Typically, a spider bite looks like any other bug bite — a red, inflamed, sometimes itchy or painful bump on your skin — and may even go unnoticed. Harmless spider bites usually don't produce other symptoms.
Black widow spider bites
Signs and symptoms of a black widow spider bite may include:
- Pain. Typically beginning within an hour of being bitten, pain can spread from the bite site into your abdomen, back or chest.
- Cramping. Abdominal cramping or rigidity can be so severe that it's sometimes mistaken for appendicitis or a ruptured appendix.
- Sweating. Excessive sweating can occur around the bite mark or may involve the entire limb.
Brown recluse spider bite
The pain associated with a brown recluse spider bite typically increases during the first eight hours after the bite. The bite usually heals on its own in about a week. In a minority of cases, the skin at the center of the bite can become dusky red and then evolve into a deep open sore (ulcer) that enlarges as the surrounding skin dies. The ulcer usually stops growing within 10 days after the bite, but full healing can take months.
When to see a doctor
Seek prompt medical assistance if you believe you've been bitten by a spider and you're experiencing:
- Severe pain
- Abdominal cramping
- A growing ulcer at the bite site
Severe spider bite symptoms occur as a result of injected spider venom. The severity of symptoms depends on the type of spider, the amount of venom injected and how sensitive your body is to the venom.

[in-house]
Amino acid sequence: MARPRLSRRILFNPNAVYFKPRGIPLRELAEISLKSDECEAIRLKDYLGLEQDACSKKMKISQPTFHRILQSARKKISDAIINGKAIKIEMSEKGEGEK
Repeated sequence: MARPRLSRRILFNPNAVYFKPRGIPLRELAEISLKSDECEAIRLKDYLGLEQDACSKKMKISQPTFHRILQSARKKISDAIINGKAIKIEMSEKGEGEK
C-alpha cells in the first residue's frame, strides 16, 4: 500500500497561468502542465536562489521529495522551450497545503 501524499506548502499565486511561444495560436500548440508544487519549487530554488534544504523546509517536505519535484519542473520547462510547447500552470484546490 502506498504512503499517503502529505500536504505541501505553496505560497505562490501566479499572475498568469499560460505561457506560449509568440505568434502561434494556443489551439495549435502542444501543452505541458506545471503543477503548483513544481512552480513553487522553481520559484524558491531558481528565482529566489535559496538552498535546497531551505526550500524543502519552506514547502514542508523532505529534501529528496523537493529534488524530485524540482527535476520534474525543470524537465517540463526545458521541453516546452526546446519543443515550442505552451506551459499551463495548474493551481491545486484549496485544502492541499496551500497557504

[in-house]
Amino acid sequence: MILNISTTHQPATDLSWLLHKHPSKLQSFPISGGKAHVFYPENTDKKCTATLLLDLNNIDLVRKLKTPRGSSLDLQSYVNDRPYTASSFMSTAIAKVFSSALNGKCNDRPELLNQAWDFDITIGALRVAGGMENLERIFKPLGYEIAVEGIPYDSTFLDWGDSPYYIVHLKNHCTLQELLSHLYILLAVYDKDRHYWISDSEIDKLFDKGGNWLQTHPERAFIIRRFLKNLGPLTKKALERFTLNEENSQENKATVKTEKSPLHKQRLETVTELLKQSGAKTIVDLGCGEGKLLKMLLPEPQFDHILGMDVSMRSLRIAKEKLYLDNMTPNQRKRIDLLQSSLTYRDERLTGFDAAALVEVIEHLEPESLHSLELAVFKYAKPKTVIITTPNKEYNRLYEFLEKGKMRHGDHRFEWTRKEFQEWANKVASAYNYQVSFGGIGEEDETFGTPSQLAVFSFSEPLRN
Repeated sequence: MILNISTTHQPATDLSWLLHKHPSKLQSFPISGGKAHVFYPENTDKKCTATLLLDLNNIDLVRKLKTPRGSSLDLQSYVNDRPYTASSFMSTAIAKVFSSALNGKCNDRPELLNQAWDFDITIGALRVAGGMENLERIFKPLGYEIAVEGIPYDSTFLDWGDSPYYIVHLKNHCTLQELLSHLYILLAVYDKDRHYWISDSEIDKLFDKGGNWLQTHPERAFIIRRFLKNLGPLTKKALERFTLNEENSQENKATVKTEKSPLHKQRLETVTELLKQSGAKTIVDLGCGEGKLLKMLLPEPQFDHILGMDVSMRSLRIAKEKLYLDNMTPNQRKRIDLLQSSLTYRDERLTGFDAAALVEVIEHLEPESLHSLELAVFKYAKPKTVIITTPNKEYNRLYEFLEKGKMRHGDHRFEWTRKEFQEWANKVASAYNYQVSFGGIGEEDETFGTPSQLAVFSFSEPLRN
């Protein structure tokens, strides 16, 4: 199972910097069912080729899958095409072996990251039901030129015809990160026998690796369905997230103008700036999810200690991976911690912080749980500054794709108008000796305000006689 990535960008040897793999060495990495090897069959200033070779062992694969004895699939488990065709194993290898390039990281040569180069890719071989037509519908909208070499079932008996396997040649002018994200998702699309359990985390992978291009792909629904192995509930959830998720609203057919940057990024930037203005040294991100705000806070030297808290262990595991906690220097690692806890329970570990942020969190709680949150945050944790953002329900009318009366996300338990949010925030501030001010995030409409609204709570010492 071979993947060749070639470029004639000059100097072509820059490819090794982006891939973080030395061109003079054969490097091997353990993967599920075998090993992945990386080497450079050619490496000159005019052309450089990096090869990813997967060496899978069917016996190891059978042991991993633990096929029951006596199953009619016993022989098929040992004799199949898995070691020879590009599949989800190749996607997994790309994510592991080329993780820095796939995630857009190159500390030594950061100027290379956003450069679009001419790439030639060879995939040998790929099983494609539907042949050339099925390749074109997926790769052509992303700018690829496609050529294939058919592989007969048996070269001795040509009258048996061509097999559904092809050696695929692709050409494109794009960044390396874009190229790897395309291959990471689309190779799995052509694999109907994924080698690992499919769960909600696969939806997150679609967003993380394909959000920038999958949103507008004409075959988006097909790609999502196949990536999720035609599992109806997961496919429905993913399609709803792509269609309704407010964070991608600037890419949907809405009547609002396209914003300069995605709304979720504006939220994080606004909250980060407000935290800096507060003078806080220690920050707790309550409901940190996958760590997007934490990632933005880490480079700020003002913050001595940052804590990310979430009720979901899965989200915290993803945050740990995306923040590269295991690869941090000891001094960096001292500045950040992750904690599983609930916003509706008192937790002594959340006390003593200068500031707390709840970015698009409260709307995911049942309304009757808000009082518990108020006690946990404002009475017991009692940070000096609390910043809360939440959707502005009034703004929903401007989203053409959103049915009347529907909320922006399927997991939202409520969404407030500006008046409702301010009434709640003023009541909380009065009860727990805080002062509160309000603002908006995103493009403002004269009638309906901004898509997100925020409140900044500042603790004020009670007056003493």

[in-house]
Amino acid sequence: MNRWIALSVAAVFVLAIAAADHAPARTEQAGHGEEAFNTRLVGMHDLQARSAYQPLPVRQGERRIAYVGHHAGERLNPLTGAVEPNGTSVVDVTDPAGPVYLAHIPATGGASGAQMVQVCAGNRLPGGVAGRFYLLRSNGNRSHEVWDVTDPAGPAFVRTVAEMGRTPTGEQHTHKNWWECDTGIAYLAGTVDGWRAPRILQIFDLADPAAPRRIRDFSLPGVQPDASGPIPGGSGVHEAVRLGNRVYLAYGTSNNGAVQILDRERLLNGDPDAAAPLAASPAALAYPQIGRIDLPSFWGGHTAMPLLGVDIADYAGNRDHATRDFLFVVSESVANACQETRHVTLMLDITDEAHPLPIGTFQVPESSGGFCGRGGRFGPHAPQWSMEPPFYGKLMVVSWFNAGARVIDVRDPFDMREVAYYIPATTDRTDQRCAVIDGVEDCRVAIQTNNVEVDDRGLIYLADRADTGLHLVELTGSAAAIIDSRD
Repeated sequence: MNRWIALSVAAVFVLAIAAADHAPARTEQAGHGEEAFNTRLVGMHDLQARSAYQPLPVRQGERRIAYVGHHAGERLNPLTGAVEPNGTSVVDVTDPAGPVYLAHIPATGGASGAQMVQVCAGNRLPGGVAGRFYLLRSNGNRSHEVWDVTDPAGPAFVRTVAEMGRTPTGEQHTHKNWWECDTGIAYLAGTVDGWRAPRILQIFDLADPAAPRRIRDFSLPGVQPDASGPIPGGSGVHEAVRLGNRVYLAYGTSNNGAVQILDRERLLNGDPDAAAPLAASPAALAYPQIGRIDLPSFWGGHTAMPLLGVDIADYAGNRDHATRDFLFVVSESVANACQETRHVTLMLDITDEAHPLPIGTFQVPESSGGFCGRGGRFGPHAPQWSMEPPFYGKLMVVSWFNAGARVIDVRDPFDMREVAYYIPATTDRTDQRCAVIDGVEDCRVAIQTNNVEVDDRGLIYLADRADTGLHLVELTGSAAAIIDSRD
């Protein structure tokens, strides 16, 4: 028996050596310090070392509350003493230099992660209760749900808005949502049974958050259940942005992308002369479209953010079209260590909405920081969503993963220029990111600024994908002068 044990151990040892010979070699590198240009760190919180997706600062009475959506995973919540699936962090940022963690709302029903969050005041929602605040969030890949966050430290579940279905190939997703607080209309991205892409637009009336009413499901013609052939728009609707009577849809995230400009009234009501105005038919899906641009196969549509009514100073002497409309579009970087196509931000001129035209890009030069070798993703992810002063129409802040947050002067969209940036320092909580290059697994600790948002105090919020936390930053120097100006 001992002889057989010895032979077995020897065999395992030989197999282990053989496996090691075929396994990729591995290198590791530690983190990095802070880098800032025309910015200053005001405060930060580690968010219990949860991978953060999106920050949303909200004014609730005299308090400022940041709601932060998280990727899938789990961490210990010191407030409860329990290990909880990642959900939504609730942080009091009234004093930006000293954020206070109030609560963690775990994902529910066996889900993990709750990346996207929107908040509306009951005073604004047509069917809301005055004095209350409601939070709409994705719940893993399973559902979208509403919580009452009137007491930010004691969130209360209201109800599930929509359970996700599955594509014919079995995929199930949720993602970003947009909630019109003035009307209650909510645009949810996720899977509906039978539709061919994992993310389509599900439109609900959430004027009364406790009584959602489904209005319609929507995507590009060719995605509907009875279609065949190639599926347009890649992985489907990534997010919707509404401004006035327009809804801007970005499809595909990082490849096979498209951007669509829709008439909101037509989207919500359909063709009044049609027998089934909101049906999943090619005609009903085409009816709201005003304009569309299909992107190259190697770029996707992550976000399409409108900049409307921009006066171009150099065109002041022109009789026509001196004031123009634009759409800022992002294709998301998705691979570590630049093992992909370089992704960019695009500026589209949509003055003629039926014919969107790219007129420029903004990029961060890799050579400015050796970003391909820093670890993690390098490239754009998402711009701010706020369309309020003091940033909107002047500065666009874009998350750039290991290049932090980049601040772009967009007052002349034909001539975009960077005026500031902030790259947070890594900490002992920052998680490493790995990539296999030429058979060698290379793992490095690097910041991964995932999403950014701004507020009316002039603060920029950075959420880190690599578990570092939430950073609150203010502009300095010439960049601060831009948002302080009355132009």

Although dangerous spider bites are rare, your risk of being bitten increases if you live in the same areas that the spiders do and you happen to disturb their habitat. Both black widow and brown recluse spiders prefer warm climates and dark, dry places.
Black widow habitat
Black widow spiders can be found throughout the U.S. but more so in the Southwestern states. They prefer to live in:
- Unused pots and gardening equipment
Brown recluse habitat
Brown recluse spiders are found most commonly in the southern Midwest and in limited areas of the South. Recluses are so named because they like to hide away in undisturbed areas. They mostly prefer to live indoors, in places such as:
- The clutter of basements or attics
- Behind bookshelves and dressers
- In rarely used cupboards
Outside, they seek out dark, quiet spots, such as under rocks or in tree stumps.
Very rarely, a bite from a black widow or brown recluse spider may be deadly, particularly in children and in older people with serious health problems.
Spiders in general, including the black widow and brown recluse, bite only in defense, when being crushed between your skin and another object.
To prevent spider bites:
- Wear a long-sleeve shirt, hat, gloves and boots when handling stored boxes or firewood, and when cleaning out sheds, garages, basements, attics and crawl spaces.
- Inspect and shake out gardening gloves, boots and clothing that have been unused for a while.
- Use insect repellents, such as DEET or Picaridin, on clothing and footwear.
- Keep insects and spiders out of the house by installing tight-fitting screens on windows and doors, and caulking or sealing cracks or crevices where spiders can come in.
- Discard old boxes, clothing and other unwanted items from storage areas.
- Store items you want to keep off of the floor and away from walls.
- Remove piles of rocks or lumber from the area around your house.
- Avoid storing firewood against the house.
- Vacuum spiders and spider webs and dispose of them in a sealed bag outside to prevent re-entry into the house.